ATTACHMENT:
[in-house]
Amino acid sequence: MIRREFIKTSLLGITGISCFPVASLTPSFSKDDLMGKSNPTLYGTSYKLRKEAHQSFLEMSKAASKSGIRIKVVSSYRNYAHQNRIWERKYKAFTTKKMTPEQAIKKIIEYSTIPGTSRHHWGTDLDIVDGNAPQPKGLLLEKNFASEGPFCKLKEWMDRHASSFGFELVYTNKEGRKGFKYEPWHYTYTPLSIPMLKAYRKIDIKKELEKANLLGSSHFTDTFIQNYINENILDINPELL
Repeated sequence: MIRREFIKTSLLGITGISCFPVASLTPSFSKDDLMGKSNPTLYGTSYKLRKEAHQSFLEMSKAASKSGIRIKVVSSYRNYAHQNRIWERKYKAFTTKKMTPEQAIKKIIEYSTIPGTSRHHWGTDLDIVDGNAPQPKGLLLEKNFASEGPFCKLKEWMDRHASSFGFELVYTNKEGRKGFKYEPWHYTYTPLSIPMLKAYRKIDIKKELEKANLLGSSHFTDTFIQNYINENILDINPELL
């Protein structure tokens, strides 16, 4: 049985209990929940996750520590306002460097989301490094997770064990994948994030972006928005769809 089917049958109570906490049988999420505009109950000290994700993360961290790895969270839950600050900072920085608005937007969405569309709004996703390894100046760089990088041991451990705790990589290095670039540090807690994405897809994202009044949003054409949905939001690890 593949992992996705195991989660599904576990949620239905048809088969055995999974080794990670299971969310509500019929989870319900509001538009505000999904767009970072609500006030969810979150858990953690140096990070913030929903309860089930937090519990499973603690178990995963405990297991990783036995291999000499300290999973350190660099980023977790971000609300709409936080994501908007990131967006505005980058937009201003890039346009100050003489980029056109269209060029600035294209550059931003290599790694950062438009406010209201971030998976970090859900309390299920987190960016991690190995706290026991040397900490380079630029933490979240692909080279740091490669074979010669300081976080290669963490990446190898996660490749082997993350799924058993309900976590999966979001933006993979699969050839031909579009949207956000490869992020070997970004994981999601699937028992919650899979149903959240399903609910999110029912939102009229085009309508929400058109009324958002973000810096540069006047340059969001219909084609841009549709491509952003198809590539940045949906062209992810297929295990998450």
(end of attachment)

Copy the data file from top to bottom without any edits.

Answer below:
[in-house]
Amino acid sequence: MIRREFIKTSLLGITGISCFPVASLTPSFSKDDLMGKSNPTLYGTSYKLRKEAHQSFLEMSKAASKSGIRIKVVSSYRNYAHQNRIWERKYKAFTTKKMTPEQAIKKIIEYSTIPGTSRHHWGTDLDIVDGNAPQPKGLLLEKNFASEGPFCKLKEWMDRHASSFGFELVYTNKEGRKGFKYEPWHYTYTPLSIPMLKAYRKIDIKKELEKANLLGSSHFTDTFIQNYINENILDINPELL
Repeated sequence: MIRREFIKTSLLGITGISCFPVASLTPSFSKDDLMGKSNPTLYGTSYKLRKEAHQSFLEMSKAASKSGIRIKVVSSYRNYAHQNRIWERKYKAFTTKKMTPEQAIKKIIEYSTIPGTSRHHWGTDLDIVDGNAPQPKGLLLEKNFASEGPFCKLKEWMDRHASSFGFELVYTNKEGRKGFKYEPWHYTYTPLSIPMLKAYRKIDIKKELEKANLLGSSHFTDTFIQNYINENILDINPELL
């Protein structure tokens, strides 16, 4: 049985209990929940996750520590306002460097989301490094997770064990994948994030972006928005769809 089917049958109570906490049988999420505009109950000290994700993360961290790895969270839950600050900072920085608005937007969405569309709004996703390894100046760089990088041991451990705790990589290095670039540090807690994405897809994202009044949003054409949905939001690890 593949992992996705195991989660599904576990949620239905048809088969055995999974080794990670299971969310509500019929989870319900509001538009505000999904767009970072609500006030969810979150858990953690140096990070913030929903309860089930937090519990499973603690178990995963405990297991990783036995291999000499300290999973350190660099980023977790971000609300709409936080994501908007990131967006505005980058937009201003890039346009100050003489980029056109269209060029600035294209550059931003290599790694950062438009406010209201971030998976970090859900309390299920987190960016991690190995706290026991040397900490380079630029933490979240692909080279740091490669074979010669300081976080290669963490990446190898996660490749082997993350799924058993309900976590999966979001933006993979699969050839031909579009949207956000490869992020070997970004994981999601699937028992919650899979149903959240399903609910999110029912939102009229085009309508929400058109009324958002973000810096540069006047340059969001219909084609841009549709491509952003198809590539940045949906062209992810297929295990998450």